Context and challenges
Our client, a world leader in mass distribution, had noticed sales forecast discrepancies for some cycles with no rational explanation. This made it question the overall relevance of the forecasting process, which revealed a major problem with the management of promotional offers.
In fact, the economic climate and aggressive competition was putting pressure on prices, which had caused an increase in the number of sales promotions.
This flow, which accounted for 20% of sales, was subject to sophisticated engineering and a variety of customer supply methods.
The Supply Chain Department commissioned Argon Consulting to diagnose these processes. Our task was to map and analyze the existing sales forecasting method and to identify potential improvements.
Approach and drivers
1. Mapping of existing processes
To provide an accurate description of existing processes, Argon teams conducted one-on-one interviews with the various stakeholders: forecasters, sales development, customer services and marketing. These interviews were used to create an inventory of management rules and modeling criteria. The diagnosis was also based on specific stakeholder feedback.
Three main sales promotions related review cycles were mapped:
- Yearly process: approval of promotional budget and definition of the promotional plan
- Monthly process: joint approval of sales promotions
- Weekly process: update of forecasts based, in particular, on customer information
The forecasts included five main components: the baseline, promos, the inventory effect, anticipation and safety inventory, and medias.
At each stage, the components of the forecast were mapped, to identify the stakeholders involved and the management rules employed. This snapshot was the working basis for listing potential improvements. Similarly, the sources were clearly identified along with the error risk related to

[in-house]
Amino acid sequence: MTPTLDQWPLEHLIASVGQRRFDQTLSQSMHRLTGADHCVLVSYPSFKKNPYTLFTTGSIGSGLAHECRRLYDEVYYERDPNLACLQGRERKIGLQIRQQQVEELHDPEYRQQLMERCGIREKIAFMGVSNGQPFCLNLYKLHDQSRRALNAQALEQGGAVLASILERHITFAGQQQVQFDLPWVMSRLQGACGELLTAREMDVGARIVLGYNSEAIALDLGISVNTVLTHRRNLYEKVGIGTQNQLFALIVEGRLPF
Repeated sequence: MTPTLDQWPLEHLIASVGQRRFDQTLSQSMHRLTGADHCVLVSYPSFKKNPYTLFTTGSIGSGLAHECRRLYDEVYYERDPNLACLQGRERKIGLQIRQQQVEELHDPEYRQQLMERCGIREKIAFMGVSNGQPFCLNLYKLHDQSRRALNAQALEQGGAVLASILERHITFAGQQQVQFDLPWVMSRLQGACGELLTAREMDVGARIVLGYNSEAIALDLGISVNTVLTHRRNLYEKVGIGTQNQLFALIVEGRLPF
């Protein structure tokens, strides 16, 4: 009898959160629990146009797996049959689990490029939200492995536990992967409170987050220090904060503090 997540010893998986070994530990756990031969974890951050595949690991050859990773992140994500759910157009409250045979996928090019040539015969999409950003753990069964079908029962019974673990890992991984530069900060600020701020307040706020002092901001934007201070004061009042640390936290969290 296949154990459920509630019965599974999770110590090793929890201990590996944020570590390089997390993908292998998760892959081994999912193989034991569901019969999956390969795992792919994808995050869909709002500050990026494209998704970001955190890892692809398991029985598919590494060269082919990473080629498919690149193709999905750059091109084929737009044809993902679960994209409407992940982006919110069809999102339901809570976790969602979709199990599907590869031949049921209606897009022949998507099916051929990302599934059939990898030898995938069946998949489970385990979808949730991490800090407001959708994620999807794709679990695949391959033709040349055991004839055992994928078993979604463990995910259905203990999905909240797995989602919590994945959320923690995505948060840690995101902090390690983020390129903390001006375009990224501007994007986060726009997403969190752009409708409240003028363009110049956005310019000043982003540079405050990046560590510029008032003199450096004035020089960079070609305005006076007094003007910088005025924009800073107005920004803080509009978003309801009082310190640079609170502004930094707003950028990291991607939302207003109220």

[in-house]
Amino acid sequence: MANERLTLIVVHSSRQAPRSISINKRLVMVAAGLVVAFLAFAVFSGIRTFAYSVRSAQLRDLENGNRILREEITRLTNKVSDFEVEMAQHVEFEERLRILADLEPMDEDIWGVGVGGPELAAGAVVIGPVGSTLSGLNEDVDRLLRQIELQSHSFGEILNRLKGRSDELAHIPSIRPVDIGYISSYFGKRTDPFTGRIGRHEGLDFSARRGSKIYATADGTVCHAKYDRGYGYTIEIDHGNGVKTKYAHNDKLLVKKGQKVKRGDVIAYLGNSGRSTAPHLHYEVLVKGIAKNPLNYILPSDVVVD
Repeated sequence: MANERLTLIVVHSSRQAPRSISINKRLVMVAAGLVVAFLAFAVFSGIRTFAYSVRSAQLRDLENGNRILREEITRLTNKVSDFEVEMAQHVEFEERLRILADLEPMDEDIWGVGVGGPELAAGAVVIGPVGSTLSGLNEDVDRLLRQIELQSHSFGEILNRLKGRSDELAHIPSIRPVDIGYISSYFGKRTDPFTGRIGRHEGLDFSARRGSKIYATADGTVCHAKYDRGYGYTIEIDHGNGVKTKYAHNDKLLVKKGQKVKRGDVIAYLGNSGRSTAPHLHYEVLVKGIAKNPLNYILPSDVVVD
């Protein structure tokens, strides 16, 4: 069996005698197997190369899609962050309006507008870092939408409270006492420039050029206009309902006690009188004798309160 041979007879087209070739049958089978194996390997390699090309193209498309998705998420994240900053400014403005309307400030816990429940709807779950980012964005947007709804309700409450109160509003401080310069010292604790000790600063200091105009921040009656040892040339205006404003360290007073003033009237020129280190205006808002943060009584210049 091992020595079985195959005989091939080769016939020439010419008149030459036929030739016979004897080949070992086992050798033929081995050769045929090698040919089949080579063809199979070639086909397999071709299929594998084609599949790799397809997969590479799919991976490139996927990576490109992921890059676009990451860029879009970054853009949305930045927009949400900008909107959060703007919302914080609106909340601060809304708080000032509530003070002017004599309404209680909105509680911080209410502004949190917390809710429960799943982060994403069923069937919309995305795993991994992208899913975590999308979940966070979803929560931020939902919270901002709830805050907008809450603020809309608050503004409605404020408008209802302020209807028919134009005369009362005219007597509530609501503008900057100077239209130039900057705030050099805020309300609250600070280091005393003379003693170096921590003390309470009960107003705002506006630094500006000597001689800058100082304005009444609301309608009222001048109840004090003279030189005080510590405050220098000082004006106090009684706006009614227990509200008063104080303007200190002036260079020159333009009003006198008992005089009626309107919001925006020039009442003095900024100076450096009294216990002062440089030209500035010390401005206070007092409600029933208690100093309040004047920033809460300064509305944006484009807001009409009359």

each of them.
2. Diagnosis of operational strengths and weaknesses
The main asset of our client’s current process was the involvement of all stakeholders.
However, improvements still needed to be made because the roles and responsibilities of each stakeholder were not satisfactory, and the combination of inputs from different entities had its limits. The frequency of updates and the forecast approval procedure were structural elements of the process that needed improvement to become more accurate. Additionally, very little feedback was available and there were few continual improvement initiatives.
3. Identifying areas for improvement
The diagnosis indicated drivers for improvement in five main areas:
- Forecasting process
Managing and implementing a peer approval process for forecasts and cross‐functional meetings, defining the inputs update frequency for different forecast horizons and assessing the impact on management
- Management and continual improvement
Implementing and managing key performance indicators, implementing cross‐functional feedback and capitalizing on the developments made
Reviewing stakeholders’ roles and responsibilities
- Ensuring the forecast accuracy
Assessing the benefits of more macro‐level analysis and ensuring the accuracy of all forecast components
- Information Technology applications
Implementation of a model facilitating a statistical analysis of the number of products included in the sales promotion and development of the existing application to allow for the integration of inputs at a more detailed level
Each driver was detailed, with its related challenges and accessibility, which made it possible to prioritize actions by demonstrating “quick wins”.
The diagnosis performed by Argon made it possible to identify the strengths and weaknesses of the current process and to understand the causes of the forecasting discrepancies.
The roadmap of the actions to be taken to ensure the accuracy of the process, regarding sales promotions in particular, was shared and approved by all stakeholders.